FIRST CIRCUIT AFFIRMS CONVICTION OF FORMER STATE STREET EXECUTIVE ON SECURITIES AND WIRE FRAUD CHARGES; LEAVES OPEN QUESTION REGARDING EXTRATERRITORIAL APPLICATION OF WIRE FRAUD STATUTE
On May 20, 2020, in United States v. McLellan, the First Circuit Court of Appeals unanimously upheld former State Street executive Ross McLellan’s convictions on multiple counts of securities and wire fraud. After a three-week trial in 2018, a jury—at the U.S. District Court for the District of Massachusetts—had found McLellan guilty of leading a scheme to defraud overseas institutional investors by applying hidden commissions on the purchase and sale of U.S. securities. McLellan, with two lower-level directors, initially offered low commission rates (or even no-commission flat fees) on successful bids to broker multibillion-dollar transactions for various overseas clients, including U.K.-based Royal Mail and Ireland-based Eircom. As alleged by the government, McLellan and his subordinates subsequently included commissions on the various large dollar trades.
The First Circuit panel rejected McLellan’s argument that the lower court erred when it held that the wire fraud statute (18 U.S.C. § 1343) applied extraterritorially to McLellan’s foreign conduct. Noting that the wire fraud statute presented complex questions regarding congressional intent, the First Circuit panel decided to sidestep the question of territoriality, finding that the facts underlying McLellan’s conviction “suffice[d] to establish a domestic application” of the statute.
The question of the territoriality of the wire fraud statute has already split the Second and Third Circuit Courts of Appeal (the former holding § 1343 does not apply extraterritorially and the latter holding that it does). Moreover, government attorneys continue to push for the application of the statute extraterritorially (most recently in briefing before the Ninth Circuit). As the issue continues to be litigated in federal courts, foreign corporations and business leaders are advised to appropriately manage their legal exposure in the face of the statute’s potential long reach.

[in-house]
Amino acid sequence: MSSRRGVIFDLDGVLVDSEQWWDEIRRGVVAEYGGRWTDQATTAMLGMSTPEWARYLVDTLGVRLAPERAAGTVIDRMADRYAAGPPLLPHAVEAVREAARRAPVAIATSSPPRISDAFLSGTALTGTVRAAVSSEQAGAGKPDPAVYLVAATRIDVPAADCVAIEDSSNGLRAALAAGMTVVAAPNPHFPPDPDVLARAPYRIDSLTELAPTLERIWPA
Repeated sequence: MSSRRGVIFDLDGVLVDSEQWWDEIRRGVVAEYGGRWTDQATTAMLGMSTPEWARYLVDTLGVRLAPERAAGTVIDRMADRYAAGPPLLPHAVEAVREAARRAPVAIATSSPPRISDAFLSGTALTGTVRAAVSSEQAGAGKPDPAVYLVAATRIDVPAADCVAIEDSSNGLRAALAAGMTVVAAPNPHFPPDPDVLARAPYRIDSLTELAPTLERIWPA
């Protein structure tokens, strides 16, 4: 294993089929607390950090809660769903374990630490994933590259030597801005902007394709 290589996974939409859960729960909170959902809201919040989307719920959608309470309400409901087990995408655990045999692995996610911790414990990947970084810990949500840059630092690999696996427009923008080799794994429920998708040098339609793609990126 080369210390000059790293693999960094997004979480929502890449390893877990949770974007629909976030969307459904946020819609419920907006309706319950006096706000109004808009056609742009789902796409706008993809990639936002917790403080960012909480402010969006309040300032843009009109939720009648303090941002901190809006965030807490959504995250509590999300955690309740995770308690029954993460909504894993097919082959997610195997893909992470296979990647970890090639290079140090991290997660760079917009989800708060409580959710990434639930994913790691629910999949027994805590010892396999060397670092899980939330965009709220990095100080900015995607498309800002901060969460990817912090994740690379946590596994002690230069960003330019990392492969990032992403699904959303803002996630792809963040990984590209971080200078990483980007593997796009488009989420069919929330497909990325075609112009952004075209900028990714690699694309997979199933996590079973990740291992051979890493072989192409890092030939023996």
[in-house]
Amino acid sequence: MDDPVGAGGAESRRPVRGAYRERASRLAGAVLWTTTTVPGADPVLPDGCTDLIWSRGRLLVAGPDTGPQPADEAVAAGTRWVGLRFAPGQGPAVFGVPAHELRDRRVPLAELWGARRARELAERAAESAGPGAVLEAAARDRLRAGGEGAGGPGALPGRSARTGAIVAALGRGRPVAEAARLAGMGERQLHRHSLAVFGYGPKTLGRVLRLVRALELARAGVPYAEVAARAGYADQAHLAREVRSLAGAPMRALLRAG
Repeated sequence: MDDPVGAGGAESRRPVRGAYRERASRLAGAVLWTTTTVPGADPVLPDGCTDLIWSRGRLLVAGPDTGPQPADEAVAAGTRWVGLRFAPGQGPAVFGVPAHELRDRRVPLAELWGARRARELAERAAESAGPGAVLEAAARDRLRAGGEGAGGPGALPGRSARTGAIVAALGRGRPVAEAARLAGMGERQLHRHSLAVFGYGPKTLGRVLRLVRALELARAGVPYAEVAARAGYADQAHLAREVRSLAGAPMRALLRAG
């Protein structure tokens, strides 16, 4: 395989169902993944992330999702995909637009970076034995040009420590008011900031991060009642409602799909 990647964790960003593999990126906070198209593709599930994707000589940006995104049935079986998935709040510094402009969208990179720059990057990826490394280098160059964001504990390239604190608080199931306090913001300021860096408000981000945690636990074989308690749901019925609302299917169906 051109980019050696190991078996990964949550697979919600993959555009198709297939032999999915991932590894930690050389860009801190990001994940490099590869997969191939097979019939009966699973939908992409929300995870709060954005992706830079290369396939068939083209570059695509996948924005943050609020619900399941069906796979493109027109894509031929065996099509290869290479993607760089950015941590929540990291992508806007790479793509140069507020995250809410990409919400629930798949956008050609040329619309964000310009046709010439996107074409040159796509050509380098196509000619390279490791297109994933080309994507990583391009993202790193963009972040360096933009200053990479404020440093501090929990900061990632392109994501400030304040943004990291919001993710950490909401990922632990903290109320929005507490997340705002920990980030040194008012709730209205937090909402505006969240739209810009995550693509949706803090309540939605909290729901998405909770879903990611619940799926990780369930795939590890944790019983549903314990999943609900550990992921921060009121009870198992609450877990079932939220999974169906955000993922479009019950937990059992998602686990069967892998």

FEDERAL MAGISTRATE JUDGE FOR WESTERN DISTRICT OF WASHINGTON RECOMMENDS DISMISSAL OF PUTATIVE SECURITIES CLASS ACTION AND EXPRESSLY LEAVES UNDISTURBED NINTH CIRCUIT PRECEDENT SUPPORTING PRIVATE PARTIES’ RIGHT OF ACTION UNDER SECTION 14(E)
On May 20, 2020, in Brown v. Papa Murphy’s Holdings Inc., in the Western District of Washington, U.S. Magistrate Judge J. Richard Creatura filed a report recommending dismissal without prejudice of a putative securities class action against Papa Murphy’s, its executives and its advisor. Brown alleged that defendants violated Sections 14(e) of the Securities Exchange Act by understating financials—ahead of an April 2019 merger with MTY Food Group Inc.—for the purpose of inducing investors into approving the merger at an unfairly low price.
In his amended complaint, plaintiffs specifically accused Papa Murphy’s and its executives of “negligently” endorsing a fairness opinion prepared by North Point Advisors that contained the allegedly misleading financial projections. But Magistrate Judge Creatura found that Brown’s amended complaint failed, under the PSLRA, to plead with particularity any facts giving rise to a “strong inference” of negligence—as required by Ninth Circuit authority. Further, the Magistrate Judge found that Brown also failed to allege facts sufficient to establish that the financial projections were misleading or objectively and subjectively false.
Magistrate Judge Creatura also shot down defendants’ attempt to disturb current Ninth Circuit precedent (Varjabedian v. Emulex Corp.) holding that Section 14(e) provides private plaintiffs with a right of action. The U.S. Supreme Court last year granted a writ of certiorari to review the Ninth Circuit’s Emulex holding—which is in express disagreement with five other courts of appeals—but then dismissed the writ as improvidently granted. Papa Murphy’s potentially tees the issue up again for future Supreme Court review.Plaintiffs have until June 5, 2020 to file written objections to the Magistrate Judge’s report if seeking review by the district judge. Plaintiffs are also free to file an amended complaint by June 20, 2020.